Today’s Menu: Cheap Hot Dogs and Black Donuts
By Jim Pedley | Managing Editor
Nobody has ever accused Martinsville Speedway of being a cookie-cutter track. On the contrary, it’s a Ripley’s museum piece.
It’s the shortest track on the schedule – .526 miles. It’s the oldest track on the schedule – first race was in 1949. It’s one of the most bizarrely shaped oval on the schedule – like a paperclip.
It’s got the hot dogs. It’s got the grandfather clocks. It’s got the coal trains.
It seems to be a track which drivers either get or don’t get as it has tended to produce a group of drivers who are multi-time winners and also a group that struggles every time they compete.
The racing will produce more donuts than Krispy Kreme today.
Here are three questions about Martinsville put to three top drivers:
To Carl Edwards, driver of the No. 99 Roush Fenway Racing Ford: What’s it like to race here at its most intense? “This track is really tough. First of all, you have to have that coxswain up on the box, the guy guiding the boat, the guy making the right decisions because this thing changes every five minutes. And then when you start the run you can feel everything here. Those tiny rubble nipples on the tires, it feel every little bump. You touch the curb and you feel the way the car works off of it, and then you add to that all the pressure of guys two-wide, running you down, beating on your rear bumper. Five hundred laps here is just intense. Every time I leave here I’m like, ‘Whew. Whether it’s good or bad it’s a race.”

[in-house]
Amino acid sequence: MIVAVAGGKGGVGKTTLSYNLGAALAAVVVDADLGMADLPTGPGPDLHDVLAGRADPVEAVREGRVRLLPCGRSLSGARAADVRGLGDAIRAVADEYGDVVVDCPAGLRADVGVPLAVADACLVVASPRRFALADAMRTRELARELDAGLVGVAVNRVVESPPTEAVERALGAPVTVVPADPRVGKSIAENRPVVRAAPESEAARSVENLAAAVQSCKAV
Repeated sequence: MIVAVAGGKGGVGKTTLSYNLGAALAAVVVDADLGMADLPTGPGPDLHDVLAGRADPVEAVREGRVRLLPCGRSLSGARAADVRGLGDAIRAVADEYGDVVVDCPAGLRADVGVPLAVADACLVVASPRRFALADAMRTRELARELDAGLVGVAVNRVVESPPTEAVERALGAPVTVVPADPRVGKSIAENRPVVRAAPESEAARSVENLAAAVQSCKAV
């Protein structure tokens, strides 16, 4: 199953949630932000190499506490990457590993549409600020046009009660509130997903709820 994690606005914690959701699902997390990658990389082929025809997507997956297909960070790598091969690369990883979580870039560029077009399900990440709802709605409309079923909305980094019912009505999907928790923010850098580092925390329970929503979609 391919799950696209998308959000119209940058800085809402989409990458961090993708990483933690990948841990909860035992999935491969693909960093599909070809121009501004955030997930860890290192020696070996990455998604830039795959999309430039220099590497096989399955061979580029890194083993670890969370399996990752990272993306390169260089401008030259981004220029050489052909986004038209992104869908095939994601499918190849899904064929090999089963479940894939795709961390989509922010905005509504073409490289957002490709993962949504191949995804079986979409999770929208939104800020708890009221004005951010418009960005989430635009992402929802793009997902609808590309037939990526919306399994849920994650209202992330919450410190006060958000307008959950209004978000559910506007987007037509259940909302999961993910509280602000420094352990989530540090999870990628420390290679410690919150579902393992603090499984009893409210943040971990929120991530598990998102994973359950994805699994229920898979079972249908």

To Greg Biffle, of the No. 16 Roush Fenway Racing Ford: Can you describe the intensity? “It’s a little bit hard to get your rhythm, but once you get going it kind of falls into place. What happens though is it’s
easy to get off. If you get off a little bit, it’s so hard to get going again and get back online and hit your braking points and do those kind of things, so it is kind of a challenging track being the slowest race track we go to as far as cornering speeds and braking and accelerating. You have to be very precise even though we’re going slow. You can get your feathers ruffled pretty easily at this race track.”
To Tony Stewart, driver of the No. 14 Stewart-Haas Racing Chevrolet: What do you like about racing at Martinsville? “It’s still that old short-track feel. That’s what I like. We run a lot of 1.5-mile tracks during the year and it’s the only place that races like this. We’ve got two half-mile tracks that we race on. This one’s quite a bit different than Bristol (Tenn.), and that’s what makes it fun. You can out-brake guys and you can run the outside if you get a shot. It’s racing the way we all grew up racing.”
Several drivers have won three races in a row at Martinsville. Who is the only driver to have won four in a row?
The keys to today’s race come courtesy of Howard Comtock of SRT Motorsports Engineering:
New Tire Compound: “One big change this year is the new tire. You can see that it’s made a difference in speed. A softer tire is faster for a while, but I think we’re going to see tires back in play at Martinsville which is something we haven’t seen for a while. That will change the complexion of the race.”
Pit Strategy: “I’ve seen plenty cases here of over-pitting, guys pitting too often. I think the smart crew
chiefs are going to manage the pit stops, the frequency and the placement of the pit stops to get the most out of the tires that they’ve got. There’s going to be adjustments from last year and I don’t think fuel economy is going to be an issue. I think you’re going to have to get tires before you get gas.”